Saturday, June 09, 2007

More holes in reporting on Betsy Johnson

The Willy Week piece wildly speculating about Betsy Johnson's introduction of Senate Bill 807 appears to be missing some major pieces of the puzzle--especially context.

While SB 807 was introduced by Johnson at the request of the Oregon Aviation Business Association, the WW piece contains no references to who actually wrote the bill--nor does it appear that WW interviewed the bill's author.

Enter Aron Faegre.

Aron Faegre is an architect and engineer. And the author of SB807. Faegre has also written in response to Willy Week's speculation--and to explain the need for the bill. Two versions of this op-ed were done: one called the "internet version" and another for the papers. Below is the "internet version".

Op-ed: Senate Bill 807 Helps Airports but more importantly their Communities

[Longer Version with More Information 1461 words – internet version]

June 9, 2007

In today’s world, a business with internet access and a good local airport can compete on a global basis. That is good news for Oregon (a rural state) and Oregon’s smaller rural communities. Senate Bill 807 would allow a city or county to set up a tax increment financing district around its local airport as one option for ensuring that the airport infrastructure piece of this equation is given a strong financial base. The Oregonian and Willamette Week have published incorrect information about the legislation and how it works. As the principal author of the bill, I’d like to clear up these issues.

First to dispel unfounded fears – here are some corrections: 1) the airport district can only contain airport-related properties. No residential, farmland, normal industrial or normal commercial can be in the airport district. 2) Any funds spent in the district have to be spent on airport infrastructure that serves the public. No funds can go to developer’s pockets, or their own buildings. 3) Finally, an airport committee decides what the money can be spent on, and the city or county has a representative there. Only things that get 100% agreement can be funded. So the city or county representative (who could be the city mayor for example) has 100% control. Now for the reasons for the legislation, and why it helps Oregon.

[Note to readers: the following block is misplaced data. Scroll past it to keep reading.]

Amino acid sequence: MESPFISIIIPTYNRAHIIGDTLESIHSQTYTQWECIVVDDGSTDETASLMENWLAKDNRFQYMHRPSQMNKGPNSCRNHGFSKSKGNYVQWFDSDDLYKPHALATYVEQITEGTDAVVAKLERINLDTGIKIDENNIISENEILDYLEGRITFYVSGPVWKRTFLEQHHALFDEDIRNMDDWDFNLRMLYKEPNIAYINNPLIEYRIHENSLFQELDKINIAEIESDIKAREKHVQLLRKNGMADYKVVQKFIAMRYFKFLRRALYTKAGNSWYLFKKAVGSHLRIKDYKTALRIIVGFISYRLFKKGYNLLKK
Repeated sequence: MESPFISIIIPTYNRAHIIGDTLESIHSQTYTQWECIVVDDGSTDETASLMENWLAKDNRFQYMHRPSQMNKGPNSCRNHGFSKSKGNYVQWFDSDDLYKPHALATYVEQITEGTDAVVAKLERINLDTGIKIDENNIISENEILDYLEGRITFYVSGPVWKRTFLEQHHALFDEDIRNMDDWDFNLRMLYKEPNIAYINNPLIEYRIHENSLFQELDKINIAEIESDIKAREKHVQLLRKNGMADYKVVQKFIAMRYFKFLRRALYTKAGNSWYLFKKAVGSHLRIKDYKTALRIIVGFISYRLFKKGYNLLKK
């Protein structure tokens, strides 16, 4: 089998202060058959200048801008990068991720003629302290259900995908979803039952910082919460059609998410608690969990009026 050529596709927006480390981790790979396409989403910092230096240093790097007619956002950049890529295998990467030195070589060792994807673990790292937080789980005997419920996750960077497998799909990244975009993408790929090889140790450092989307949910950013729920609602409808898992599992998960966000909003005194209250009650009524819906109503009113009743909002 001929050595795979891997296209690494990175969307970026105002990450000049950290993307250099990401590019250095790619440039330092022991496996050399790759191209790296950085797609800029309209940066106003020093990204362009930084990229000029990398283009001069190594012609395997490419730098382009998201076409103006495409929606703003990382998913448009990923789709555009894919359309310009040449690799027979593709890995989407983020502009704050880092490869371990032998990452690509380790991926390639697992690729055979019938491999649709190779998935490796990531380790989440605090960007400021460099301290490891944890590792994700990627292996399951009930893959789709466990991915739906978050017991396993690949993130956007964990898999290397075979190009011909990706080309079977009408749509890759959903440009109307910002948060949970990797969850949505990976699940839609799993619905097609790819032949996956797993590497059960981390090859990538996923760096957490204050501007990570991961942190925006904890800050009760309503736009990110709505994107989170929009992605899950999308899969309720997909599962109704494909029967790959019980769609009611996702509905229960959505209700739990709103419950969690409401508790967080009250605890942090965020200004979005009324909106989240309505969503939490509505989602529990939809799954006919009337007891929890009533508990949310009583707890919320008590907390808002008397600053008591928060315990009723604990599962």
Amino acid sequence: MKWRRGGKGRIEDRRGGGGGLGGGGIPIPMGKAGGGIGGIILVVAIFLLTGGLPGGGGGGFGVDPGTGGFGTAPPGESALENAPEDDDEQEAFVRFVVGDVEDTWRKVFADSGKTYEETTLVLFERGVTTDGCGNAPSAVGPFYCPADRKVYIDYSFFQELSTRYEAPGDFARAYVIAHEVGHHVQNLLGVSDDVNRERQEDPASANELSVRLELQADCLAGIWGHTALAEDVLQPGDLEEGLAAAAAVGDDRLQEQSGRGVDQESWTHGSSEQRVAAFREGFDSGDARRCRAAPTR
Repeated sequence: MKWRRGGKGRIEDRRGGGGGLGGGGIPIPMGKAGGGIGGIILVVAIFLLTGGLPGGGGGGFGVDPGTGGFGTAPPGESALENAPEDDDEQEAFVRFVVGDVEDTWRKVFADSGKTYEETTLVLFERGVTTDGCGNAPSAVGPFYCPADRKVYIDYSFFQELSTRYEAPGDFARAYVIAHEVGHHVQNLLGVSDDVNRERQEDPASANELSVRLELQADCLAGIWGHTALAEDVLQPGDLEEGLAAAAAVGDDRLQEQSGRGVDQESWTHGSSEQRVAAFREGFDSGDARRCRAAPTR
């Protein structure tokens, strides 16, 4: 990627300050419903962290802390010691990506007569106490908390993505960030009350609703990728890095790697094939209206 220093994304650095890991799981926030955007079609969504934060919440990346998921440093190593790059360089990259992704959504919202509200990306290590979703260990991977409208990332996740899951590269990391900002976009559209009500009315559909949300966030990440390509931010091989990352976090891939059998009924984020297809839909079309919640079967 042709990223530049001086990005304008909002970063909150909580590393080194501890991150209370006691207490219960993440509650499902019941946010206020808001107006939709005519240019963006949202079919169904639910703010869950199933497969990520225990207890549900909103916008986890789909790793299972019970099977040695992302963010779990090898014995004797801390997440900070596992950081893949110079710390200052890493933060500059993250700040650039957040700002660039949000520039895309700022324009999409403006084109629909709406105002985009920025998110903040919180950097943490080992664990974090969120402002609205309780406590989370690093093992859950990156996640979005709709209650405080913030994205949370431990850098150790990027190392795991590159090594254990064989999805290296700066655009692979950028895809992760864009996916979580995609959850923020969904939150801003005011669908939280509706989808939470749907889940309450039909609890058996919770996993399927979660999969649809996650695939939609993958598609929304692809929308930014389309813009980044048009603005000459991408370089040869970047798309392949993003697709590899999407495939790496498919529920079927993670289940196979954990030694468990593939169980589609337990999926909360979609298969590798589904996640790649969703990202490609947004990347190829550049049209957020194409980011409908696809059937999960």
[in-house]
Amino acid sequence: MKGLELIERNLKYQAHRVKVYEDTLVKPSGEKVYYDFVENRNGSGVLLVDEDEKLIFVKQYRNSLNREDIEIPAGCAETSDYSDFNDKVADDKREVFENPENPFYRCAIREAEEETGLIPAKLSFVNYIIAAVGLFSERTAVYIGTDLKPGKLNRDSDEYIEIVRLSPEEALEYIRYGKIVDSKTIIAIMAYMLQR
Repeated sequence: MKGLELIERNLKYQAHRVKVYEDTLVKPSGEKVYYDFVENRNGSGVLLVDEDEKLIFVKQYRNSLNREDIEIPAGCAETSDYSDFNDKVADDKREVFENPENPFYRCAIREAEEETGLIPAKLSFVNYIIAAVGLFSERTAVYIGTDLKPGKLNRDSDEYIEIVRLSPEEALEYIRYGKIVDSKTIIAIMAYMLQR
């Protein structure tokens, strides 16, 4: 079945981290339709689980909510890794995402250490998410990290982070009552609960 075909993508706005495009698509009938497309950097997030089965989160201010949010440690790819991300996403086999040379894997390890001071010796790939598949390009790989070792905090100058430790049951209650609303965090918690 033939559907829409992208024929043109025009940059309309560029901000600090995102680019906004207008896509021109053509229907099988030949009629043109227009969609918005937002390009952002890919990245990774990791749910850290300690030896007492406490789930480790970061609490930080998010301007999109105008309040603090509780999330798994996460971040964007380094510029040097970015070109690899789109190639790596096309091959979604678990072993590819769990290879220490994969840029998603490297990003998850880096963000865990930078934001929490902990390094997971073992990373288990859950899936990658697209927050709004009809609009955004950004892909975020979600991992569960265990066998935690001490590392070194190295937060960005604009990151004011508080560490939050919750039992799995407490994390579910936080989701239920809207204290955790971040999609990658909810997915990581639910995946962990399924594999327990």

This is legislation to provide for a useful and responsible economic development tool for use by over 75 public airports around our state. It would fund only airport infrastructure that serves the public. It does not funnel money back to developers. It uses the same basic “urban renew” model used by cities for urban renewal and other special projects of benefit to the city and the community. It allows a portion of increases in airport related property taxes to be put back into basic airport infrastructure. It does not allow tax money to be taken from surrounding residential or non-aviation business.

For the past 20 years I’ve been privileged as an airport planner to work on over 30 airports located all around the United States. Most of these airports have been in rural Oregon. While meeting with airport advisory boards, ports, city councils in Hood River, Condon, Prineville, Madras, Lexington, Chiloquin, Ashland, Powers, Albany, Independence, Scappoose, Aurora, and many other communities, I learned that many of these communities have been hindered in using their airports to promote local businesses. These result from two things: 1) an FAA governmental attitude that is not “business friendly”, and 2) a lack of funds for the basic airport improvements needed by businesses at their airport.